Ac/Ds Activator/Dissociation Transposable Element

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The Ac/Ds transposable element system of maize was first discovered by Barbara McClintock,[1][2] leading to her 1983 Nobel Prize in Medicine. The Ac Activator element is autonomous, whereas the Ds Dissociation element requires an Activator element to transpose. Ac was initially discovered as enabling a Ds element to break chromosomes. Both Ac and Ds can also insert into genes, causing mutants that may revert to normal on excision of the element.[3] These elements were first isolated and sequenced By Federoff et al. 1983 [4] using insertions of Ac and Ds into the well-studied Waxy(Wx1) gene.

The elements have been shown to function in other plants, including tobacco (Baker et al. 1987[5] ), Arabidopsis (Van SLuys 1987[6]) and rice (Murai et al. 1991[7]).

Genomic analysis of maize show that these elements, which share terminal 11 bp inverted repeat sequences, have much sequence heterogeneity, both in length and content. They also include a class of DNA elements that do not transpose in the presence of the Ac element (Du et al. 2011). The chromosome breaking property has been shown to come from pairs of closely positioned elements, reviewed by Huang and Dooner 2008.[8]

Ac/Ds toolkits[edit]

Researchers use mutant phenotypes to discover gene functions. Ac/Ds prefer to transpose to nearby genes, affording a way to mutagenize those regions of the genome, and by subsequent genetic crosses, remove the Ac that causes new mutants and instability of a Ds mutant. Collections of Ac/Ds elements that cover the genome and are useful for generating mutants have been described by Vollbrect et al.[9] An additional collection, that involves Chromosome Breaking Ds elements has been collected by M Gerald Neuffer, and information and images provided to MaizeGDB. With his permission, this collection of images is provided to the Wikipedia.

Chromosome breaking examples[edit]


  1. ^ McClintock, Barbara (1947). "Cytogenetic studies of maize and Neurospora". Carnegie Inst. Washington Year Book. 46: 146–152. 
  2. ^ McClintock, Barbara (1949). "Mutable loci in maize.". Carnegie Inst. Washington Year Book. 48: 142–154. 
  3. ^ McCLINTOCK, B (June 1950). "The origin and behavior of mutable loci in maize.". Proceedings of the National Academy of Sciences of the United States of America. 36 (6): 344–55. doi:10.1073/pnas.36.6.344. PMC 1063197free to read. PMID 15430309.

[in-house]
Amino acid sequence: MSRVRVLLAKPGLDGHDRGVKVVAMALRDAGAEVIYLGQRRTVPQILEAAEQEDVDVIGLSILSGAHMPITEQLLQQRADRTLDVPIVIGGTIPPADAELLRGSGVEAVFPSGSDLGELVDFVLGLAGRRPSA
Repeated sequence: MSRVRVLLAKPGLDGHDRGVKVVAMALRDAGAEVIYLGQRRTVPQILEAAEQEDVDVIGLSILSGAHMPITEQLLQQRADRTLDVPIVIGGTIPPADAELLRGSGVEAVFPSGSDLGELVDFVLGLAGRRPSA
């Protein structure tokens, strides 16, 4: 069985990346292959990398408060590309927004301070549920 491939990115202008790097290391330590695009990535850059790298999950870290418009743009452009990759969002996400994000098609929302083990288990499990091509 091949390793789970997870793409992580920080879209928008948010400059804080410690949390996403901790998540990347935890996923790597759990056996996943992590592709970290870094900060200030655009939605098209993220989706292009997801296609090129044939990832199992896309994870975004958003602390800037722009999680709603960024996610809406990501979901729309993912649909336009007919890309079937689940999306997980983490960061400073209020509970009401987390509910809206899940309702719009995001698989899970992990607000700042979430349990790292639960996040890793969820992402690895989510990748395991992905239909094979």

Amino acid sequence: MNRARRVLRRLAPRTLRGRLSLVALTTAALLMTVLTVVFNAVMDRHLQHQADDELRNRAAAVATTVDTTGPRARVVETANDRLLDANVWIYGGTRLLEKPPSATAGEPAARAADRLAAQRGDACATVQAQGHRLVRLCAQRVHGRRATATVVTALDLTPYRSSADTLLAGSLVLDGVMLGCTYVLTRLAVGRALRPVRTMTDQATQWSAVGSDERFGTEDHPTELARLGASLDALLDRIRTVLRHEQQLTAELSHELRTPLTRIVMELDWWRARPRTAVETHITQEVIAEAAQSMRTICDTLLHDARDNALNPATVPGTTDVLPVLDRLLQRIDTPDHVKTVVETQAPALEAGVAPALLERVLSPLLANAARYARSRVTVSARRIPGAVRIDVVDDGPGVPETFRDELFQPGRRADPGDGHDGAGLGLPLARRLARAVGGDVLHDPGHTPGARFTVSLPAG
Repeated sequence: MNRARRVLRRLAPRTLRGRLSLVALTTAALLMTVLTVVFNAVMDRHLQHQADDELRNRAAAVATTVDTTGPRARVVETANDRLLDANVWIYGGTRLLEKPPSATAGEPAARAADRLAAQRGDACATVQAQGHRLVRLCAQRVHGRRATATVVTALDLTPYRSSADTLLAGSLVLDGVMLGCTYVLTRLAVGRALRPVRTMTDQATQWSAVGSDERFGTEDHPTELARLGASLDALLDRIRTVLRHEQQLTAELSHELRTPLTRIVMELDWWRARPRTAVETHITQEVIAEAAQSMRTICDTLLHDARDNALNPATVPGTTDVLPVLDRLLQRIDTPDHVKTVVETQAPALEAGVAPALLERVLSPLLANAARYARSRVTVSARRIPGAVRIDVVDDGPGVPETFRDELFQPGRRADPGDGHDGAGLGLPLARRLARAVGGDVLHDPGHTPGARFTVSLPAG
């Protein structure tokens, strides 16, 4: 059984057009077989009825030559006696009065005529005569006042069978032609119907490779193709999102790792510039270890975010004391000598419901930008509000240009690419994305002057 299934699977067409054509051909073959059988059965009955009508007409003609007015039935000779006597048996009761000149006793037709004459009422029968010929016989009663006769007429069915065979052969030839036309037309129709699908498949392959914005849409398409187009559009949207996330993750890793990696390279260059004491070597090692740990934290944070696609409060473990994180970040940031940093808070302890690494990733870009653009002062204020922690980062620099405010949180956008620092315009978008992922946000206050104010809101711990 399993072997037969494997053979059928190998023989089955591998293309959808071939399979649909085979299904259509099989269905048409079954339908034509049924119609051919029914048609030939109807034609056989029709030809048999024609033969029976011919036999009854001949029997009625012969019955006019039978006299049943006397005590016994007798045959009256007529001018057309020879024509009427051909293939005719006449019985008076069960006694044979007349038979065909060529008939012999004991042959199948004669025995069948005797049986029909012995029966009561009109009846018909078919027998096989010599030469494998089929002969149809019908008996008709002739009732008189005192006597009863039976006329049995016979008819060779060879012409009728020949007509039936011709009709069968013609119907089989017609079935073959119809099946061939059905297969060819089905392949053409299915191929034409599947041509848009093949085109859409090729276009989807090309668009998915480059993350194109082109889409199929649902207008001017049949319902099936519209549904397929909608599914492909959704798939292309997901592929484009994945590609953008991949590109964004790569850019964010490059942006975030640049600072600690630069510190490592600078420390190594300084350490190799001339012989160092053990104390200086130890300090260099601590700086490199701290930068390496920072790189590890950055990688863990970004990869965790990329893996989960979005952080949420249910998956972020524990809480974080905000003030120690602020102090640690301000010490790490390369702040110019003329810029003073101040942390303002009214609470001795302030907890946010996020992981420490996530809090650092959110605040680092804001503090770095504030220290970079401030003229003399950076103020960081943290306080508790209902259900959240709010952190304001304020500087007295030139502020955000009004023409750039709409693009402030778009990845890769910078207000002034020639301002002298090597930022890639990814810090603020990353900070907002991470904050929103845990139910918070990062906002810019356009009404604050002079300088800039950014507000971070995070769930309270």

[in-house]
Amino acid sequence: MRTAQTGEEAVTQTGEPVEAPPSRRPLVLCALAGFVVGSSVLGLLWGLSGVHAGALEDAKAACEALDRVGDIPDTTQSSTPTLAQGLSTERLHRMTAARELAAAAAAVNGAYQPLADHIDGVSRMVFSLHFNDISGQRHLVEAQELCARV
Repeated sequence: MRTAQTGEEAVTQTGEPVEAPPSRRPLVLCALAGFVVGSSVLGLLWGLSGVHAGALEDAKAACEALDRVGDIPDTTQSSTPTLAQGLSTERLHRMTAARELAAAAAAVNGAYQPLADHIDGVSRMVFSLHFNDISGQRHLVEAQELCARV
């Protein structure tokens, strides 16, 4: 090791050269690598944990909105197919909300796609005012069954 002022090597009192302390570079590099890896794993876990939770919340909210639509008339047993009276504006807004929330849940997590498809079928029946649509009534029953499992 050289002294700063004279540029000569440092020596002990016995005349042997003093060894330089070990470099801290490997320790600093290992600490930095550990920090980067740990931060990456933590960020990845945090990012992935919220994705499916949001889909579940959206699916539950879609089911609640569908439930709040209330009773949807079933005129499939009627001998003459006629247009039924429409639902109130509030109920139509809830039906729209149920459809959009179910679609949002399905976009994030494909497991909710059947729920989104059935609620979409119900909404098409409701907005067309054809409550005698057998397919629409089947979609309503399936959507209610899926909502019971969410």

4. ^ Fedoroff, N; Wessler, S; Shure, M (November 1983). "Isolation of the transposable maize controlling elements Ac and Ds.". Cell. 35 (1): 235–42. doi:10.1016/0092-8674(83)90226-x. PMID 6313225. 
  5. ^ Baker, B; Coupland, G; Fedoroff, N; Starlinger, P; Schell, J (June 1987). "Phenotypic assay for excision of the maize controlling element Ac in tobacco.". The EMBO Journal. 6 (6): 1547–54. PMID 16453771. 
  6. ^ Van Sluys, MA; Tempé, J; Fedoroff, N (Dec 20, 1987). "Studies on the introduction and mobility of the maize Activator element in Arabidopsis thaliana and Daucus carota.". The EMBO Journal. 6 (13): 3881–9. PMID 2832144. 
  7. ^ Murai, N; Li, ZJ; Kawagoe, Y; Hayashimoto, A (Feb 11, 1991). "Transposition of the maize activator element in transgenic rice plants.". Nucleic Acids Research. 19 (3): 617–22. doi:10.1093/nar/19.3.617. PMID 1849265. 
  8. ^ Huang, JT; Dooner, HK (August 2008). "Macrotransposition and other complex chromosomal restructuring in maize by closely linked transposons in direct orientation.". The Plant cell. 20 (8): 2019–32. doi:10.1105/tpc.108.060582. PMID 18708475. 
  9. ^ Vollbrecht, E; Duvick, J; Schares, JP; Ahern, KR; Deewatthanawong, P; Xu, L; Conrad, LJ; Kikuchi, K; Kubinec, TA; Hall, BD; Weeks, R; Unger-Wallace, E; Muszynski, M; Brendel, VP; Brutnell, TP (June 2010). "Genome-wide distribution of transposed Dissociation elements in maize.". The Plant cell. 22 (6): 1667–85. doi:10.1105/tpc.109.073452. PMID 20581308.